To better understand the role of the professional oral health care for elderly in improving geriatric oral health, the effects of short-term professional oral health care (once per week for 1 month) on oral microbiological parameters were assessed. Parallel, open-labelled, randomize-controlled trial was undertaken in a nursing home for elderly in Shizuoka, Japan. Thirty-four dentate elderly over 74 years were randomly assigned from ID number to the intervention (17/34) and control (17/34) groups. The outcomes were changes in oral microbiological parameters (number of bacteria in unstimulated saliva; whole bacteria, Streptococcus, Fusobacterium and Prevotella: opportunistic pathogens detection: and index of oral hygiene evaluation [Dental Plaque Index, DPI]) within the intervention period. Each parameter was evaluated at before and after intervention period. Four elderly were lost from mortality (1), bone fracture (1), refused to participate (1) and multi-antibiotics usage (1). Finally, 30 elderly were analysed (14/intervention and 16/control). At baseline, no difference was found between the control and intervention groups. After the intervention period, the percentage of Streptococcus species increased significantly in the intervention group (Intervention, 86% [12/14]; Control, 50% [8/16]: Fisher's, right-tailed, P oral health care can improve oral conditions in the elderly. © 2014 John Wiley & Sons A/S. Published by John Wiley & Sons Ltd.

  2. The Effects of Ionizing Radiation on the Oral Cavity.

    Science.gov (United States)

    de Barros da Cunha, Sandra Ribeiro; Ramos, Pedro Augusto Mendes; Nesrallah, Ana Cristina Aló; Parahyba, Cláudia Joffily; Fregnani, Eduardo Rodrigues; Aranha, Ana Cecília Corrêa

    2015-08-01

    The aim of this study is to present a literature review on the effects of the ionizing radiation from radiotherapy treatment on dental tissues. Among the effects of increasing global life expectancy and longevity of the teeth in the oral cavity, increasing rates of neoplastic diseases have been observed. One of the important treatment modalities for head and neck neoplastic diseases is radiotherapy, which uses ionizing radiation as the main mechanism of action. Therefore, it is essential for dentists to be aware of the changes in oral and dental tissues caused by ionizing radiation, and to develop treatment and prevention strategies. In general, there is still controversy about the effects of ionizing radiation on dental structures. However, qualitative and quantitative changes in saliva and oral microbiota, presence of oral mucositis and radiation-related caries are expected, as they represent the well-known side effects of treatment with ionizing radiation. Points that still remain unclear are the effects of radiotherapy on enamel and dentin, and on their mechanisms of bonding to contemporary adhesive materials. Ionizing radiation has shown important interaction with organic tissues, since more deleterious effects have been shown on the oral mucosa, salivary glands and dentin, than on enamel. With the increasing number of patients with cancer seeking dental treatment before and after head and neck radiotherapy, it is important for dentists to be aware of the effects of ionizing radiation on the oral cavity.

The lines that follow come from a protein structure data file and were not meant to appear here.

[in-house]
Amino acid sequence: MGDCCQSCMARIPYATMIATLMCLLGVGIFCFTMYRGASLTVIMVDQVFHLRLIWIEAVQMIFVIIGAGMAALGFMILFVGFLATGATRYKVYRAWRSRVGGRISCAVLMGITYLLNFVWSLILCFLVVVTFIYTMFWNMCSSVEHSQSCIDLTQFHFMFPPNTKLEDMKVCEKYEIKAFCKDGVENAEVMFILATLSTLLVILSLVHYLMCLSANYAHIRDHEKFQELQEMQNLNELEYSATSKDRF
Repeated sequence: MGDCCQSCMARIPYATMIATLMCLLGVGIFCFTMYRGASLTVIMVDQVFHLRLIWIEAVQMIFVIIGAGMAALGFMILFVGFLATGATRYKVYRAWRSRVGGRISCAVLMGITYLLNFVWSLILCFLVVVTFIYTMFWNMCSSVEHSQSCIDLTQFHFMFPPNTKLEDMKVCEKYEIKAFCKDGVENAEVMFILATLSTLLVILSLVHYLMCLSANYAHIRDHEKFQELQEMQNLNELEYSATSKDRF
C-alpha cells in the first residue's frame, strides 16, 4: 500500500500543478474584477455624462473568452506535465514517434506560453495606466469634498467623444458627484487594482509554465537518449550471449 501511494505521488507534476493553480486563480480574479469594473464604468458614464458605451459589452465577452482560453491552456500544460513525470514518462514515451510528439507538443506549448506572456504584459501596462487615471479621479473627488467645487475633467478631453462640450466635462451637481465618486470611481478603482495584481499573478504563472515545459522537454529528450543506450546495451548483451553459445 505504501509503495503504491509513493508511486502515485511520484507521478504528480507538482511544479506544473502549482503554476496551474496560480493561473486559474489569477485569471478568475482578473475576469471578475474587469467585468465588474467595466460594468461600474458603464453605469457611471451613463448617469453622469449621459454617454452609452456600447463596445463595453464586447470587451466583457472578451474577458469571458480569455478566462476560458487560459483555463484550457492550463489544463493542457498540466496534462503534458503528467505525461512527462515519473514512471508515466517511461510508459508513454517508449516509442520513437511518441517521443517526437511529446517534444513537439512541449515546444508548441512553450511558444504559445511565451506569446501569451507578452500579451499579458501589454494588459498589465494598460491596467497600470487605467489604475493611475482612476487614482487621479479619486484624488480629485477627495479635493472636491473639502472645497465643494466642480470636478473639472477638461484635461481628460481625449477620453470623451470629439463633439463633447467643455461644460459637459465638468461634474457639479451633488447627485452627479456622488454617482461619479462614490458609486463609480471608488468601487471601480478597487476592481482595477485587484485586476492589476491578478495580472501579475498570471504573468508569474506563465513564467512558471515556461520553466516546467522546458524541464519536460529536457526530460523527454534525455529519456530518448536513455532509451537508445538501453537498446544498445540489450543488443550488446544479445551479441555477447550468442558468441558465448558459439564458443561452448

3. Total, direct, and indirect effects of paan on oral cancer.

    Science.gov (United States)

    Merchant, Anwar T; Pitiphat, Waranuch

    2015-03-01

    Paan (betel leaf and betel nut quid) used with or without tobacco has been positively associated with oral cancer. Oral submucous fibrosis (OSMF), a precancerous condition caused by paan, lies on the causal pathway between paan use and oral cancer. The purpose of this analysis was to estimate the effect of paan consumption on oral cancer risk when it is mediated by OSMF. We used mediation methods proposed by VanderWeele, which are based on causal inference principles, to characterize the total, direct, and indirect effects of paan, consumed with and without tobacco, on oral cancer mediated by OSMF. We reanalyzed case-control data collected from three hospitals in Karachi, Pakistan, between July 1996 and March 1998. For paan without tobacco, the total effect on oral cancer was OR 7.39, 95 % CI 1.01, 38.11, the natural indirect effect (due to OSMF among paan users) was OR 2.48, 95 % CI 0.99, 10.44, and the natural direct effect (due to paan with OSMF absent) was OR 3.32, 95 % CI 0.68, 10.07. For paan with tobacco, the total direct effect was OR 15.68, 95 % CI 3.00, 54.90, the natural indirect effect was OR 2.18, 95 % CI 0.82, 5.52, and the natural direct effect was OR 7.27, 95 % CI 2.15, 20.43. Paan, whether or not it contained tobacco, raised oral cancer risk irrespective of OSMF. Oral cancer risk was higher among those who used paan with tobacco.

  4. Oral Topical Doxepin Rinse: Anesthetic Effect in Normal Subjects

    Directory of Open Access Journals (Sweden)

    Joel B Epstein

    2003-01-01